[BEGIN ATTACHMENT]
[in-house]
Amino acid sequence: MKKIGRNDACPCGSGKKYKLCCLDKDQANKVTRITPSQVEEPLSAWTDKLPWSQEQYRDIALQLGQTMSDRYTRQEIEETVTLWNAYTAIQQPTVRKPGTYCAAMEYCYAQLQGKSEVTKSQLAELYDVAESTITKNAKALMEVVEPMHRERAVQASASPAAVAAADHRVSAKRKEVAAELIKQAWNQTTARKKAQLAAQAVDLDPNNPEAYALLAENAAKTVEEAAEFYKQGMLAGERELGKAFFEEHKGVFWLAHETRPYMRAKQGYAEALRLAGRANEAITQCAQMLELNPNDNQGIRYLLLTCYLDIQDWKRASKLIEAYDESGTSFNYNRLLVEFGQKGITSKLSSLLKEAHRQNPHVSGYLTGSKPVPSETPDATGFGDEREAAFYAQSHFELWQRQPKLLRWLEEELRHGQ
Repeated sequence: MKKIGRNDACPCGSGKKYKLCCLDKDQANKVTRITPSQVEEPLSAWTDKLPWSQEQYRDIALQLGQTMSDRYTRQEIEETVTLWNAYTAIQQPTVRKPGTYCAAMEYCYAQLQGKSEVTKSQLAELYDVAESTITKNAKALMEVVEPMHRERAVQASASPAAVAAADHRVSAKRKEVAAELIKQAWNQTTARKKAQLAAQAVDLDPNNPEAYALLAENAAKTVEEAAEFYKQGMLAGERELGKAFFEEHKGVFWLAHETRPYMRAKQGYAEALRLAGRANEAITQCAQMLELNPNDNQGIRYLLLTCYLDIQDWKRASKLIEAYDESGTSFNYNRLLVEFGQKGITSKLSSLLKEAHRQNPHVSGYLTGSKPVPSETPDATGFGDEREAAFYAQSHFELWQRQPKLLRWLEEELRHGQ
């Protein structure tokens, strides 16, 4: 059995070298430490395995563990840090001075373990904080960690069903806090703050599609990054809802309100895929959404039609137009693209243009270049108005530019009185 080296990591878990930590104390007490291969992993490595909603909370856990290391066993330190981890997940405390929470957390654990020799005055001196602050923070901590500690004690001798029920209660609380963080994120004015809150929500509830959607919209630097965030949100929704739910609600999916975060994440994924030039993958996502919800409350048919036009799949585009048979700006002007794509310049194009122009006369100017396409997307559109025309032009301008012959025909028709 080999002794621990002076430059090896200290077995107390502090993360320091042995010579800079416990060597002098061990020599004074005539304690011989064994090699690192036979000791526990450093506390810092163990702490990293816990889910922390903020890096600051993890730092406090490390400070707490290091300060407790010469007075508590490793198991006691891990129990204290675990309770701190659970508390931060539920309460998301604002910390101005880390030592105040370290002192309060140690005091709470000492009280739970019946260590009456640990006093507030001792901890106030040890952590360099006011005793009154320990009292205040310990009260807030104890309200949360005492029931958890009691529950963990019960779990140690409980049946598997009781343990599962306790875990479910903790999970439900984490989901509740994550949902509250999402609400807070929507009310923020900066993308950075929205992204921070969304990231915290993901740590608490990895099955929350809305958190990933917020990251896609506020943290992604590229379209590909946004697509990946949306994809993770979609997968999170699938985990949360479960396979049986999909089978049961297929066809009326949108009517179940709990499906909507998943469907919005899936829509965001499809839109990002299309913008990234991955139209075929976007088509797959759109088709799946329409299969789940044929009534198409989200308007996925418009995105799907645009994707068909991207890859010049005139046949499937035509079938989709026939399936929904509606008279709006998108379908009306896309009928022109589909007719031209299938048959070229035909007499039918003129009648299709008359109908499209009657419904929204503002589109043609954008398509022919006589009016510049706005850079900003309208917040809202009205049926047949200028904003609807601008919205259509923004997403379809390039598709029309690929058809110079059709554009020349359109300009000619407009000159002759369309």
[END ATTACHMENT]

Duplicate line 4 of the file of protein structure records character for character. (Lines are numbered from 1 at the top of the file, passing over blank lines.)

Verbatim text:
């Protein structure tokens, strides 16, 4: 059995070298430490395995563990840090001075373990904080960690069903806090703050599609990054809802309100895929959404039609137009693209243009270049108005530019009185 080296990591878990930590104390007490291969992993490595909603909370856990290391066993330190981890997940405390929470957390654990020799005055001196602050923070901590500690004690001798029920209660609380963080994120004015809150929500509830959607919209630097965030949100929704739910609600999916975060994440994924030039993958996502919800409350048919036009799949585009048979700006002007794509310049194009122009006369100017396409997307559109025309032009301008012959025909028709 080999002794621990002076430059090896200290077995107390502090993360320091042995010579800079416990060597002098061990020599004074005539304690011989064994090699690192036979000791526990450093506390810092163990702490990293816990889910922390903020890096600051993890730092406090490390400070707490290091300060407790010469007075508590490793198991006691891990129990204290675990309770701190659970508390931060539920309460998301604002910390101005880390030592105040370290002192309060140690005091709470000492009280739970019946260590009456640990006093507030001792901890106030040890952590360099006011005793009154320990009292205040310990009260807030104890309200949360005492029931958890009691529950963990019960779990140690409980049946598997009781343990599962306790875990479910903790999970439900984490989901509740994550949902509250999402609400807070929507009310923020900066993308950075929205992204921070969304990231915290993901740590608490990895099955929350809305958190990933917020990251896609506020943290992604590229379209590909946004697509990946949306994809993770979609997968999170699938985990949360479960396979049986999909089978049961297929066809009326949108009517179940709990499906909507998943469907919005899936829509965001499809839109990002299309913008990234991955139209075929976007088509797959759109088709799946329409299969789940044929009534198409989200308007996925418009995105799907645009994707068909991207890859010049005139046949499937035509079938989709026939399936929904509606008279709006998108379908009306896309009928022109589909007719031209299938048959070229035909007499039918003129009648299709008359109908499209009657419904929204503002589109043609954008398509022919006589009016510049706005850079900003309208917040809202009205049926047949200028904003609807601008919205259509923004997403379809390039598709029309690929058809110079059709554009020349359109300009000619407009000159002759369309």